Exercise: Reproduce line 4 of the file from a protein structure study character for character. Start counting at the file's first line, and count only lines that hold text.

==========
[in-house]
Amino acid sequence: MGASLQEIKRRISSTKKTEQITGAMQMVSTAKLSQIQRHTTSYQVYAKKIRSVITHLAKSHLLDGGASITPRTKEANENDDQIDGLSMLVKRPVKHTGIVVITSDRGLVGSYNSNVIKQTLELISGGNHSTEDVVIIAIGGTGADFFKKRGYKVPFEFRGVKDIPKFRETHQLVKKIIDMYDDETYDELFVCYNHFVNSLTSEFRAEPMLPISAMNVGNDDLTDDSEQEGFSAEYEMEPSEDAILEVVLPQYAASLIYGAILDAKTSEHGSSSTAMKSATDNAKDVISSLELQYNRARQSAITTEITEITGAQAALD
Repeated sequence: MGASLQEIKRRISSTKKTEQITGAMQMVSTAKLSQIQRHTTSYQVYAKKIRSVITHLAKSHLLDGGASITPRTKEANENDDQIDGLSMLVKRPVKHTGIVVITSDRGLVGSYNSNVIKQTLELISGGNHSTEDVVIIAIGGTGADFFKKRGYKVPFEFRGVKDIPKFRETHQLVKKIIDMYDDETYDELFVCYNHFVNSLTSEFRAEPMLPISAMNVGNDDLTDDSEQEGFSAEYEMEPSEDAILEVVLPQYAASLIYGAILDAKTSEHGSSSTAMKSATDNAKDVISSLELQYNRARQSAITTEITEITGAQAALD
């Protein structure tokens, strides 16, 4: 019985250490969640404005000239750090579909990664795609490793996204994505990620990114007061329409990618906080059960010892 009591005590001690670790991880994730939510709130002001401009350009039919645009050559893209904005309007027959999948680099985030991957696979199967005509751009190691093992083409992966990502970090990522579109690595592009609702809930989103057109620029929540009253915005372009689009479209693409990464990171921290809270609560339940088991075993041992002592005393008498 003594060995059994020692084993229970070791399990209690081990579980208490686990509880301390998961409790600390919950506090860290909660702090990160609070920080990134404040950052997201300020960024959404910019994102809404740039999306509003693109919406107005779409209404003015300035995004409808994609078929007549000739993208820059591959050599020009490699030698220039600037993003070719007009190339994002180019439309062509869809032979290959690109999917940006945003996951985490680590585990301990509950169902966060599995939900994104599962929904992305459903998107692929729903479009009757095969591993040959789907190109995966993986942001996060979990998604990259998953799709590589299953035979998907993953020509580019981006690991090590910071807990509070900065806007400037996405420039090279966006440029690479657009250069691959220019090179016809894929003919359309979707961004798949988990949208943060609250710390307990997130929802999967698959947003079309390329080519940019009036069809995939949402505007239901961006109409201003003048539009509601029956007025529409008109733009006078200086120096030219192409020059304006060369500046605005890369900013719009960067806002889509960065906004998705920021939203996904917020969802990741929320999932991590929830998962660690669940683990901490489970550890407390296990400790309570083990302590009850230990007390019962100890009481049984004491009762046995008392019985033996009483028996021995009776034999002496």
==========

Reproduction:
């Protein structure tokens, strides 16, 4: 019985250490969640404005000239750090579909990664795609490793996204994505990620990114007061329409990618906080059960010892 009591005590001690670790991880994730939510709130002001401009350009039919645009050559893209904005309007027959999948680099985030991957696979199967005509751009190691093992083409992966990502970090990522579109690595592009609702809930989103057109620029929540009253915005372009689009479209693409990464990171921290809270609560339940088991075993041992002592005393008498 003594060995059994020692084993229970070791399990209690081990579980208490686990509880301390998961409790600390919950506090860290909660702090990160609070920080990134404040950052997201300020960024959404910019994102809404740039999306509003693109919406107005779409209404003015300035995004409808994609078929007549000739993208820059591959050599020009490699030698220039600037993003070719007009190339994002180019439309062509869809032979290959690109999917940006945003996951985490680590585990301990509950169902966060599995939900994104599962929904992305459903998107692929729903479009009757095969591993040959789907190109995966993986942001996060979990998604990259998953799709590589299953035979998907993953020509580019981006690991090590910071807990509070900065806007400037996405420039090279966006440029690479657009250069691959220019090179016809894929003919359309979707961004798949988990949208943060609250710390307990997130929802999967698959947003079309390329080519940019009036069809995939949402505007239901961006109409201003003048539009509601029956007025529409008109733009006078200086120096030219192409020059304006060369500046605005890369900013719009960067806002889509960065906004998705920021939203996904917020969802990741929320999932991590929830998962660690669940683990901490489970550890407390296990400790309570083990302590009850230990007390019962100890009481049984004491009762046995008392019985033996009483028996021995009776034999002496």